Russian sanctions and their impact on Mexican businesses

The U.S. government has enacted a myriad of new sanctions through executive orders that prohibit U.S. and non-U.S. companies from engaging in a wide range of activities with numerous governmental and private entities and individuals in Russia, Belarus, and in parts of Ukraine. These activities include, but are not limited to:

  1. Restrictions on trade and investment in certain regions of Ukraine;
  2. Designations of individuals (oligarchs) and entities (banks) on the Treasury’s list of Specially Designated Nationals and Blocked Persons (SDN or “blacklist”) and restrictions on sovereign debt transactions;
  3. Restricted activity with Nord Stream 2 AG, the company in charge of the design, construction and operation of Nord Stream 2, an energy project linking Russia and the European Union;
  4. Sanctions against President Vladimir Putin and other senior Russian government officials; and
  5. The removal of some Russian banks from the SWIFT messaging system.

Mexico’s trade with Russia is not substantial; however, it is not negligible. The main Mexican exports to Russia are tequila, beer, beef and automobiles. On the other hand, the main Mexican imports from Russia include chemicals, metals, aircraft and ammunition.

At the time of publication of this Alert, the Mexican government ruled out the implementation of direct measures to sanction Russia for its invasion of Ukraine. Mexico’s stance contrasts with sweeping sanctions imposed by the international community, including its largest trading partner, the United States. The argument has been made that Mexico has historically stayed on the sidelines, adhering to its “hands off” policy. Regardless of its merits, it is the responsibility of all Mexican entities and individuals having transactions in or with U.S. entities and persons to familiarize themselves with the restrictions applicable to Russia and Russian entities. More importantly, it is a legal necessity to understand the restrictions and penalties to avoid violating them.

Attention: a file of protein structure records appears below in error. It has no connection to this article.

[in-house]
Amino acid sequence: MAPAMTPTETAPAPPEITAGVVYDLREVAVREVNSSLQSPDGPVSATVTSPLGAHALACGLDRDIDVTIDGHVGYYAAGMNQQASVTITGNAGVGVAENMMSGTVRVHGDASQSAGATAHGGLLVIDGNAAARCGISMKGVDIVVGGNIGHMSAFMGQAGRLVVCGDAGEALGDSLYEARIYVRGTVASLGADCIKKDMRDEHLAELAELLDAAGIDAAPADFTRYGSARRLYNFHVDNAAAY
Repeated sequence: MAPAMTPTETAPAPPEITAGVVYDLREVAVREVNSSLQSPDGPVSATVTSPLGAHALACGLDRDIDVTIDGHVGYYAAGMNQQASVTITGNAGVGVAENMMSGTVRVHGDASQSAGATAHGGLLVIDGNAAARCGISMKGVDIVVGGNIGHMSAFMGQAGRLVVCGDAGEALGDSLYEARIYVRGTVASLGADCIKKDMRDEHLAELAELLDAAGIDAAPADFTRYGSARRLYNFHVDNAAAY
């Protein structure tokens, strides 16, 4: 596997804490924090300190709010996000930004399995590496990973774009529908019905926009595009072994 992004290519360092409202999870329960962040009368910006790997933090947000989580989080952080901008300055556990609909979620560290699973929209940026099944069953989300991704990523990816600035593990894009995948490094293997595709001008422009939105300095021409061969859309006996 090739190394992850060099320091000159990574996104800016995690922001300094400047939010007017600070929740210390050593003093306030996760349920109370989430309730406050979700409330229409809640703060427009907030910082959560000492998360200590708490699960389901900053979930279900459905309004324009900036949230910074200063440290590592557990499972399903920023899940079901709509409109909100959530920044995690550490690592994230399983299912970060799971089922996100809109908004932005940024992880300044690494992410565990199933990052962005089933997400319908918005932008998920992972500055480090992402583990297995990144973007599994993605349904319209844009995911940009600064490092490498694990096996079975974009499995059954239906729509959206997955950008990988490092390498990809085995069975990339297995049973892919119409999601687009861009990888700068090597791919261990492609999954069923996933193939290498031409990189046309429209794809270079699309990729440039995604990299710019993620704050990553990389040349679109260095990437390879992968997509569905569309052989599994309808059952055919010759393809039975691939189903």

Moreover, previous administrations have not been shy about using US soft power and statecraft to pressure Mexico into adopting specific measures (for example, the Trump administration’s use of tariff threats to force Mexico to cooperate in the fight against illegal immigration). More recently, the prospect of sanctioning Mexico was raised when Mexico considered buying Russian-made helicopters. The deal ultimately fell through. However, these examples serve as a cautionary tale for those willing to ignore US and international sanctions against Russia. These are particularly noteworthy if the situation in Ukraine continues to deteriorate as the international community further strengthens its engagement and support for Ukraine.

How can Mexican entities and individuals be affected?

The United States is the largest export market for Mexican companies. It is the cornerstone of Mexican exports. According to US Census data, in 2021 the United States imported $385 billion worth of goods from Mexico, by far the largest destination for Mexican goods. Several entities in Mexico have subsidiaries in the United States and/or do business from the United States. These contacts may be sufficient for the bans to apply to these Mexican individuals and entities, such as recent cessation announcements by companies such as Bimbo and subsidiaries of Grupo ALFA in Russia.